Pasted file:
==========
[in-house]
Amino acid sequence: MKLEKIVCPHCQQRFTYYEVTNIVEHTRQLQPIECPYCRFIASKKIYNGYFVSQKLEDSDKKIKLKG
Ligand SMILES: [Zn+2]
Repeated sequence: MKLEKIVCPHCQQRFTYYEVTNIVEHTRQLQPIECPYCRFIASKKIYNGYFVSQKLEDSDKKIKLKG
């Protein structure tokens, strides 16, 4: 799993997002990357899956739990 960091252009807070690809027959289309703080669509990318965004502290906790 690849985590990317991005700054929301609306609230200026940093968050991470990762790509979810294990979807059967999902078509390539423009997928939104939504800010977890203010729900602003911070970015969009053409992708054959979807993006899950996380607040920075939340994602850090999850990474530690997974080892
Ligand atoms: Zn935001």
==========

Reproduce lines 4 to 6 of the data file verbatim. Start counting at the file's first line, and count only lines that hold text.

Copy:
Repeated sequence: MKLEKIVCPHCQQRFTYYEVTNIVEHTRQLQPIECPYCRFIASKKIYNGYFVSQKLEDSDKKIKLKG
């Protein structure tokens, strides 16, 4: 799993997002990357899956739990 960091252009807070690809027959289309703080669509990318965004502290906790 690849985590990317991005700054929301609306609230200026940093968050991470990762790509979810294990979807059967999902078509390539423009997928939104939504800010977890203010729900602003911070970015969009053409992708054959979807993006899950996380607040920075939340994602850090999850990474530690997974080892
Ligand atoms: Zn935001």